Those who return to past traumas often succeed in not returning alone. Sometimes, they return with psychoanalysts as travelling companions. Sometimes, they do so with companions they had never actually met, but encountered in literature, philosophy, or art. In the first case, facing the past trauma might become a shared experience. In the second case, the experience might also be shared, but indirectly: it takes place via screen texts, narratives of the traumas endured by others. In the first case, the sharing occurs in the same physical space, in the same room. In the second case, the sharing is distant, oblique. In both cases, companions act as “ambassadors” in charge of connecting victims to their wounded self, making it easier for trauma victims to address an unbearable past. Thus, some psychoanalysts became “ambassadors” of the wound, companions of the trauma victims. Was it their role? If not so, what should be their role?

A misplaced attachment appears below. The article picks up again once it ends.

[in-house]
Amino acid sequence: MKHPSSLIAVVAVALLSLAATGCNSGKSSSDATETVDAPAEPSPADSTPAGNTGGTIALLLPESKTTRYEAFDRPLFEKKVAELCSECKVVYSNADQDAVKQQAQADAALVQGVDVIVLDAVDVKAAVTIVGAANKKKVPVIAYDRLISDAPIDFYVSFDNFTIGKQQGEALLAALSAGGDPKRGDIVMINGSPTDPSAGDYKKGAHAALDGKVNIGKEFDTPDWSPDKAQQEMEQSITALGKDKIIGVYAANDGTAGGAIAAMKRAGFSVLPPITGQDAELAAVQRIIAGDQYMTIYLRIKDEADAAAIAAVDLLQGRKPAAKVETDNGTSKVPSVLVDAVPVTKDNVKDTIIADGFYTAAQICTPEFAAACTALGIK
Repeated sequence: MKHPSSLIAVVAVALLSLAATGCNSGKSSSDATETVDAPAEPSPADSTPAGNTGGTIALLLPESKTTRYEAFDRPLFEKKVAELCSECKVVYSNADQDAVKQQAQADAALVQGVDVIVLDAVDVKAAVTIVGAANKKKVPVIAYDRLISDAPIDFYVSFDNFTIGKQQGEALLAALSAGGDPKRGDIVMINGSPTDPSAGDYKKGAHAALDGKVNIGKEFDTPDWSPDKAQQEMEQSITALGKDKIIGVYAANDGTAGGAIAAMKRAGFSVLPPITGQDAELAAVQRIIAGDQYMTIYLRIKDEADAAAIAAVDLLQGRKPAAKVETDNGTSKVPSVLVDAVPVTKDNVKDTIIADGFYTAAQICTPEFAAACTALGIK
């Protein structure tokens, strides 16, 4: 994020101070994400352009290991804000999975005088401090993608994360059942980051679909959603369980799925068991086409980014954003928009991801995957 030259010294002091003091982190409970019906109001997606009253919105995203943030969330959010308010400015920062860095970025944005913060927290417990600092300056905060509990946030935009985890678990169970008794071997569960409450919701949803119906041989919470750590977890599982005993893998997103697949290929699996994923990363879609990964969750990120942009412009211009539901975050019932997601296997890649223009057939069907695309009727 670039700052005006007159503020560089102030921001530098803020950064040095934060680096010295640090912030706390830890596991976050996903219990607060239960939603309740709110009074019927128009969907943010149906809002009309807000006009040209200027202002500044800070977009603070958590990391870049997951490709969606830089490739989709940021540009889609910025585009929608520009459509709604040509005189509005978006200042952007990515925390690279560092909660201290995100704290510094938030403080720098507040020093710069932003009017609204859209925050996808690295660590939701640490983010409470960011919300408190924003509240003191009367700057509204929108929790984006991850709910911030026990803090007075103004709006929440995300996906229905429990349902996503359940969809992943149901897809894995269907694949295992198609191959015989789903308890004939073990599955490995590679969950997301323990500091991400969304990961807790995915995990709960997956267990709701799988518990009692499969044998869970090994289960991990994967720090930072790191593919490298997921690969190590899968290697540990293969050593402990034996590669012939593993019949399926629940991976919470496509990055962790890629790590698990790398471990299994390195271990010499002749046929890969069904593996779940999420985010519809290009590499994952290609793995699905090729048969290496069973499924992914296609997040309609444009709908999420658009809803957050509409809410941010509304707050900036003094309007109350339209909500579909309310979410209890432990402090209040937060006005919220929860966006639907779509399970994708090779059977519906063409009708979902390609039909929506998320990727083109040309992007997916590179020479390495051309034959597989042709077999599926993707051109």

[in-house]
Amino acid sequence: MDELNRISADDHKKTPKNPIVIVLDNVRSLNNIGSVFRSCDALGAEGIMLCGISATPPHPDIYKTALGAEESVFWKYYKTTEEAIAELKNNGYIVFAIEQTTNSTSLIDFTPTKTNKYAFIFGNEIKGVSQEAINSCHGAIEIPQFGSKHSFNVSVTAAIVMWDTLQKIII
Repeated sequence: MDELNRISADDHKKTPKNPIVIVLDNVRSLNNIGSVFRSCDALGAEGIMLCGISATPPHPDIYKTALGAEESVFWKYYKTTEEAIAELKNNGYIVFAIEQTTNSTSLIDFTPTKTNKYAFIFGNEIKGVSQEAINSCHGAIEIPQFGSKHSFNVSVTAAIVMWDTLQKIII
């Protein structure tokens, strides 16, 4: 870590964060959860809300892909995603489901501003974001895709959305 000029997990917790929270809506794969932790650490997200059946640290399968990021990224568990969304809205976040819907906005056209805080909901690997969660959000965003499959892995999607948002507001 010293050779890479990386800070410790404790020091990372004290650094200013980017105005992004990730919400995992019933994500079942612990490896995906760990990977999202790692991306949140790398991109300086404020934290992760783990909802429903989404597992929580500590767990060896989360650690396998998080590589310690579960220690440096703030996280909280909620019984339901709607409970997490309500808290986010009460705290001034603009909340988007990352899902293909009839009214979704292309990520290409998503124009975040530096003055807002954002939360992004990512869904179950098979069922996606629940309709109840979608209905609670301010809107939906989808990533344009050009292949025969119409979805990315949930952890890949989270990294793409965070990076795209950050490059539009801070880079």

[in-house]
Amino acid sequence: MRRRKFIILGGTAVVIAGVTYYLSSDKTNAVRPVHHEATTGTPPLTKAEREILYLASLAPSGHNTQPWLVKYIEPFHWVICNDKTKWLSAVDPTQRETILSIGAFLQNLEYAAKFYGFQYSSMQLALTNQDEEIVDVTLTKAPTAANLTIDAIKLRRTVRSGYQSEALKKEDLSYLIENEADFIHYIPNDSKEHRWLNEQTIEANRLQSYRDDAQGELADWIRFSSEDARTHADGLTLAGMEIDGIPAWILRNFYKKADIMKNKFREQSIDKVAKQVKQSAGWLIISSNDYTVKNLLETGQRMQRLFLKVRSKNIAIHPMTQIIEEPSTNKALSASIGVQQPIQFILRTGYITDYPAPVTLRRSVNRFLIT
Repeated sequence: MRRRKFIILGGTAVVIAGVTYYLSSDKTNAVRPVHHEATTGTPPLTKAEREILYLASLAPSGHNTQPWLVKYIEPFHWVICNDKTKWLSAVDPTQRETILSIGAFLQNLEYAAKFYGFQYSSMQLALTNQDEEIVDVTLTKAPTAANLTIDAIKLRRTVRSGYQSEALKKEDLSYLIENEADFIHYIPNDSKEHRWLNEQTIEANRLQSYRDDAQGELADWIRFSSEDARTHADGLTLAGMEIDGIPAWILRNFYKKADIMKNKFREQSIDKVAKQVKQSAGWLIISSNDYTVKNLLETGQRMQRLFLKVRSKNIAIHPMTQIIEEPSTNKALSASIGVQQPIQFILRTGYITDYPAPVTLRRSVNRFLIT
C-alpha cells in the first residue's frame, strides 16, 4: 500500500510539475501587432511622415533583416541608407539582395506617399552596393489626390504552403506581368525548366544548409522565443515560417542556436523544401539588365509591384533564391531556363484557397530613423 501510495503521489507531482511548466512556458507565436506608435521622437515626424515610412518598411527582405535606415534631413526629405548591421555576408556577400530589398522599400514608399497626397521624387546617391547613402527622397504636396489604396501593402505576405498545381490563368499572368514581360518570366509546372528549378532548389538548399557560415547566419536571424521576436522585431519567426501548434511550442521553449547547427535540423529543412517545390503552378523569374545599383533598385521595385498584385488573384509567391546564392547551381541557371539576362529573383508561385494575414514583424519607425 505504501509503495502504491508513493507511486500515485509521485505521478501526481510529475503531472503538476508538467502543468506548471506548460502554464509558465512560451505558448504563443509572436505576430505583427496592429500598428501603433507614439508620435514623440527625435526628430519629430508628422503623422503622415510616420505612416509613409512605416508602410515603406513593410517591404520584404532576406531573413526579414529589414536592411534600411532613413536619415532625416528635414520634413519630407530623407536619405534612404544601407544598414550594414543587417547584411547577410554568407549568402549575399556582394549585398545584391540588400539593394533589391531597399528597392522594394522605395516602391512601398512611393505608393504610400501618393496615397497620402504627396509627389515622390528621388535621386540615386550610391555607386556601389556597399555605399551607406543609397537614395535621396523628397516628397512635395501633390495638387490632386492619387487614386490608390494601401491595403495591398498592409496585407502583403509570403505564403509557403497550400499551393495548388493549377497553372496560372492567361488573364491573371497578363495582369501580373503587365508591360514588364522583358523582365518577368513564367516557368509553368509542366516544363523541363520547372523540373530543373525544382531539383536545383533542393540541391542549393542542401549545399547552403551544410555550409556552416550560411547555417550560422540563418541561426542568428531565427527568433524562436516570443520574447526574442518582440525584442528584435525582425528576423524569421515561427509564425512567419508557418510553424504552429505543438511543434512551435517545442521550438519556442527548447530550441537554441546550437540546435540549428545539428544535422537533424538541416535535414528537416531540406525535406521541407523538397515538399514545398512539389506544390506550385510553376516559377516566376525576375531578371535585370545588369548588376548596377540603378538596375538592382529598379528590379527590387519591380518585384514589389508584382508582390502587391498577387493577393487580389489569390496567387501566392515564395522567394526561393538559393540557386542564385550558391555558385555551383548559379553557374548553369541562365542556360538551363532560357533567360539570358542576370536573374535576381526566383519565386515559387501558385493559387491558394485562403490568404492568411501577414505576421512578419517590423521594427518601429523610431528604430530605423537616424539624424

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CHAPTER FOUR: Ferenczi in context

Tom Keve Karnac Books ePub

Edith Kurzweil

Much has been written about Ferenczi’s and Freud’s relationship, their close personal friendship and theoretical disagreements, but not much attention has been paid to the influence on them of their surrounding milieu, the contradictions within the Kaiserreich, its rampant anti-Semitism and hypocrisy hidden beneath a veneer of politeness and Gemütlichkeit, which they took for granted. Of course, both Freud and Ferenczi were delving into individuals’ psyches to reach their unconscious, but I am wondering to what extent Ferenczi’s subsequent influence, or neglect, by psychoanalysts—on the European continent, in the UK, and the USA—has been due to cultural factors. Therefore, I am using my sociologist’s viewpoint, that is, a so-called “scientific bird’s eye perspective”, that requires a knowledge of psychoanalysis but focuses on the differing cultural circumstances.